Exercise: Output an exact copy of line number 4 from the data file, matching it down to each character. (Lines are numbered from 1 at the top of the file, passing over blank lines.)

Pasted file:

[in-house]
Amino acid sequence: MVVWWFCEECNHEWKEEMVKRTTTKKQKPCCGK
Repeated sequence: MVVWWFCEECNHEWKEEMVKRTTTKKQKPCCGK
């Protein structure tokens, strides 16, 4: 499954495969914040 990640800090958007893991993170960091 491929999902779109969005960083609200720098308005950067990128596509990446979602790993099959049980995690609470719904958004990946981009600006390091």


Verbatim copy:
């Protein structure tokens, strides 16, 4: 499954495969914040 990640800090958007893991993170960091 491929999902779109969005960083609200720098308005950067990128596509990446979602790993099959049980995690609470719904958004990946981009600006390091």